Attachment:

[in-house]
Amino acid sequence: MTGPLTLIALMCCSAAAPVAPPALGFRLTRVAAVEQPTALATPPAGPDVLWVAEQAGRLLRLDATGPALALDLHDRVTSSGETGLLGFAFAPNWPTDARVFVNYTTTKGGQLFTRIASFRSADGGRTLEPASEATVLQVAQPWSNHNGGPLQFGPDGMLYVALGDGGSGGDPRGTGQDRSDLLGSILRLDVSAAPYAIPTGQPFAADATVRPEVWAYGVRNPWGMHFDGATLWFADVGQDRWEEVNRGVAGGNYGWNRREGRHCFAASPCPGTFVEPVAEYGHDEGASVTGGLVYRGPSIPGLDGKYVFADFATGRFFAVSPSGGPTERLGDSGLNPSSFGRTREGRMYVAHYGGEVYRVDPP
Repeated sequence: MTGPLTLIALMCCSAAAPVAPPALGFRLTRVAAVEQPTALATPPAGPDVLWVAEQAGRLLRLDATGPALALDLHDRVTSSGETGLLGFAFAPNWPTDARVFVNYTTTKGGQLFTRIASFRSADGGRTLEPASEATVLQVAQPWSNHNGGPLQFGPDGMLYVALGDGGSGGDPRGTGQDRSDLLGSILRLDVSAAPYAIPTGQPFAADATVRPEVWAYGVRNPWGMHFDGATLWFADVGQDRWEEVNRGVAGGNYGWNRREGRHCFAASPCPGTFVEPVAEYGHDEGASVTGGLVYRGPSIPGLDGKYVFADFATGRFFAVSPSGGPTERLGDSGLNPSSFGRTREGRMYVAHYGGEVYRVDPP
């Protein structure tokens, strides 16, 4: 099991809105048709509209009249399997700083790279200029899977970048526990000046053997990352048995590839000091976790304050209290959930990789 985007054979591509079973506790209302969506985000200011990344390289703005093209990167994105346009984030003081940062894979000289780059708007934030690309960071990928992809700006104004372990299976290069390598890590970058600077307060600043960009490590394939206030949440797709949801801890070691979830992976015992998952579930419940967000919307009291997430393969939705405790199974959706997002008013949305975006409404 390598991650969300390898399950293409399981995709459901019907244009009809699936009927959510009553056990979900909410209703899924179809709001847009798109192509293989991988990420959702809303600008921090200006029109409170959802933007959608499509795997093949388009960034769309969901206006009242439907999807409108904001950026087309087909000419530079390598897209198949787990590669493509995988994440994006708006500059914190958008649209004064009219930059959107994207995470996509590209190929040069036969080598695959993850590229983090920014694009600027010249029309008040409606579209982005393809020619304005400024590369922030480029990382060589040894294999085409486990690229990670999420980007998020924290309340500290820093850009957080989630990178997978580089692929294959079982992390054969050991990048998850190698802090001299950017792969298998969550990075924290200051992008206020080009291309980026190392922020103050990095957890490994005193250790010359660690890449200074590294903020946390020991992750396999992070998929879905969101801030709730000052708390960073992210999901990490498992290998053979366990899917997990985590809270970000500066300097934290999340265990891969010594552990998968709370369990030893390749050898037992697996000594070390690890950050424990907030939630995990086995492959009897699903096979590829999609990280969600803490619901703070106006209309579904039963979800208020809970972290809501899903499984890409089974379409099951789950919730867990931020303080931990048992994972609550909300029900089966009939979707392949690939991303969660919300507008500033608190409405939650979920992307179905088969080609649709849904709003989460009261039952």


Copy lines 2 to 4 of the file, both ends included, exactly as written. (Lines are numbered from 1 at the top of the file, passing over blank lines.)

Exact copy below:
Amino acid sequence: MTGPLTLIALMCCSAAAPVAPPALGFRLTRVAAVEQPTALATPPAGPDVLWVAEQAGRLLRLDATGPALALDLHDRVTSSGETGLLGFAFAPNWPTDARVFVNYTTTKGGQLFTRIASFRSADGGRTLEPASEATVLQVAQPWSNHNGGPLQFGPDGMLYVALGDGGSGGDPRGTGQDRSDLLGSILRLDVSAAPYAIPTGQPFAADATVRPEVWAYGVRNPWGMHFDGATLWFADVGQDRWEEVNRGVAGGNYGWNRREGRHCFAASPCPGTFVEPVAEYGHDEGASVTGGLVYRGPSIPGLDGKYVFADFATGRFFAVSPSGGPTERLGDSGLNPSSFGRTREGRMYVAHYGGEVYRVDPP
Repeated sequence: MTGPLTLIALMCCSAAAPVAPPALGFRLTRVAAVEQPTALATPPAGPDVLWVAEQAGRLLRLDATGPALALDLHDRVTSSGETGLLGFAFAPNWPTDARVFVNYTTTKGGQLFTRIASFRSADGGRTLEPASEATVLQVAQPWSNHNGGPLQFGPDGMLYVALGDGGSGGDPRGTGQDRSDLLGSILRLDVSAAPYAIPTGQPFAADATVRPEVWAYGVRNPWGMHFDGATLWFADVGQDRWEEVNRGVAGGNYGWNRREGRHCFAASPCPGTFVEPVAEYGHDEGASVTGGLVYRGPSIPGLDGKYVFADFATGRFFAVSPSGGPTERLGDSGLNPSSFGRTREGRMYVAHYGGEVYRVDPP
């Protein structure tokens, strides 16, 4: 099991809105048709509209009249399997700083790279200029899977970048526990000046053997990352048995590839000091976790304050209290959930990789 985007054979591509079973506790209302969506985000200011990344390289703005093209990167994105346009984030003081940062894979000289780059708007934030690309960071990928992809700006104004372990299976290069390598890590970058600077307060600043960009490590394939206030949440797709949801801890070691979830992976015992998952579930419940967000919307009291997430393969939705405790199974959706997002008013949305975006409404 390598991650969300390898399950293409399981995709459901019907244009009809699936009927959510009553056990979900909410209703899924179809709001847009798109192509293989991988990420959702809303600008921090200006029109409170959802933007959608499509795997093949388009960034769309969901206006009242439907999807409108904001950026087309087909000419530079390598897209198949787990590669493509995988994440994006708006500059914190958008649209004064009219930059959107994207995470996509590209190929040069036969080598695959993850590229983090920014694009600027010249029309008040409606579209982005393809020619304005400024590369922030480029990382060589040894294999085409486990690229990670999420980007998020924290309340500290820093850009957080989630990178997978580089692929294959079982992390054969050991990048998850190698802090001299950017792969298998969550990075924290200051992008206020080009291309980026190392922020103050990095957890490994005193250790010359660690890449200074590294903020946390020991992750396999992070998929879905969101801030709730000052708390960073992210999901990490498992290998053979366990899917997990985590809270970000500066300097934290999340265990891969010594552990998968709370369990030893390749050898037992697996000594070390690890950050424990907030939630995990086995492959009897699903096979590829999609990280969600803490619901703070106006209309579904039963979800208020809970972290809501899903499984890409089974379409099951789950919730867990931020303080931990048992994972609550909300029900089966009939979707392949690939991303969660919300507008500033608190409405939650979920992307179905088969080609649709849904709003989460009261039952």